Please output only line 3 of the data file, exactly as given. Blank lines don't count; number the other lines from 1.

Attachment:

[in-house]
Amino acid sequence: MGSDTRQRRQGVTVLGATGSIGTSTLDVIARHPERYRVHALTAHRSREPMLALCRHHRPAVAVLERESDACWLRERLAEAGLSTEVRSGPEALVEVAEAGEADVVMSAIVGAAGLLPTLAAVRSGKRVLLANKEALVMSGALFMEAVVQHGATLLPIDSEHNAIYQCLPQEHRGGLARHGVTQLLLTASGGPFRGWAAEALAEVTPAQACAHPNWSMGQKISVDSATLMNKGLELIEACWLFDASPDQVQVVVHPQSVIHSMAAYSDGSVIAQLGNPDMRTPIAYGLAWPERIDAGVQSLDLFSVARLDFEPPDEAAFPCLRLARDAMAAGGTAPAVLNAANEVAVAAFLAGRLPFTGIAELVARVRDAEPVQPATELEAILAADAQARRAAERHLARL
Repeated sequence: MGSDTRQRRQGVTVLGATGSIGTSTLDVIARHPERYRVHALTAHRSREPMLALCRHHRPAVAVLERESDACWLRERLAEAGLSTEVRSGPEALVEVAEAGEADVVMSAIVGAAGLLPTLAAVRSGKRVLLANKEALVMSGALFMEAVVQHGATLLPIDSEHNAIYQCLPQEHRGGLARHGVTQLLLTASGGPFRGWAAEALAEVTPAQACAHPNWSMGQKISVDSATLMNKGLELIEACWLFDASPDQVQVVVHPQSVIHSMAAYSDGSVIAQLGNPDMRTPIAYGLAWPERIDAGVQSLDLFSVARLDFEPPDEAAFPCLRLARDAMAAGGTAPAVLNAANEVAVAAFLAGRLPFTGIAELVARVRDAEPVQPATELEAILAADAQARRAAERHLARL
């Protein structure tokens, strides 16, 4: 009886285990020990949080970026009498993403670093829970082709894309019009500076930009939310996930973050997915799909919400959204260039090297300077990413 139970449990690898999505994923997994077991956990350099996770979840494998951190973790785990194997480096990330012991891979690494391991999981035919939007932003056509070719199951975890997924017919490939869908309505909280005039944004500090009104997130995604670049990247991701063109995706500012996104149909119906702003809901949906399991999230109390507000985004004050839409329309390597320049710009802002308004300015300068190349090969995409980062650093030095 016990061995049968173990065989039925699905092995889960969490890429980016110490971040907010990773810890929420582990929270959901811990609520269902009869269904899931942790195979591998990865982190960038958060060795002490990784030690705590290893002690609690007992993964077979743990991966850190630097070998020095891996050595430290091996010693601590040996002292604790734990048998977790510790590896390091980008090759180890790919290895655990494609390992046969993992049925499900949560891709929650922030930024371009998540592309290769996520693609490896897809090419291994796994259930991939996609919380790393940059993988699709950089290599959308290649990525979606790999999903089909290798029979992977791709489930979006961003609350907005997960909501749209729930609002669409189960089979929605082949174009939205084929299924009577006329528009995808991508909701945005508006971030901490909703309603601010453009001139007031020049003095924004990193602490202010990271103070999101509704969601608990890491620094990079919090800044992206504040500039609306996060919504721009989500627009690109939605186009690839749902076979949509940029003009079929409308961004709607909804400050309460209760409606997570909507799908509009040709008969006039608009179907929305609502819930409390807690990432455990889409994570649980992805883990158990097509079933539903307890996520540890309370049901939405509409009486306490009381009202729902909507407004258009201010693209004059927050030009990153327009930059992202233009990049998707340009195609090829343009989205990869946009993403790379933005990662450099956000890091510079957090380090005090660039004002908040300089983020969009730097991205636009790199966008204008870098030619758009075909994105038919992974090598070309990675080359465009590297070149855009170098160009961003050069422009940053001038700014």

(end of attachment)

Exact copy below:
Repeated sequence: MGSDTRQRRQGVTVLGATGSIGTSTLDVIARHPERYRVHALTAHRSREPMLALCRHHRPAVAVLERESDACWLRERLAEAGLSTEVRSGPEALVEVAEAGEADVVMSAIVGAAGLLPTLAAVRSGKRVLLANKEALVMSGALFMEAVVQHGATLLPIDSEHNAIYQCLPQEHRGGLARHGVTQLLLTASGGPFRGWAAEALAEVTPAQACAHPNWSMGQKISVDSATLMNKGLELIEACWLFDASPDQVQVVVHPQSVIHSMAAYSDGSVIAQLGNPDMRTPIAYGLAWPERIDAGVQSLDLFSVARLDFEPPDEAAFPCLRLARDAMAAGGTAPAVLNAANEVAVAAFLAGRLPFTGIAELVARVRDAEPVQPATELEAILAADAQARRAAERHLARL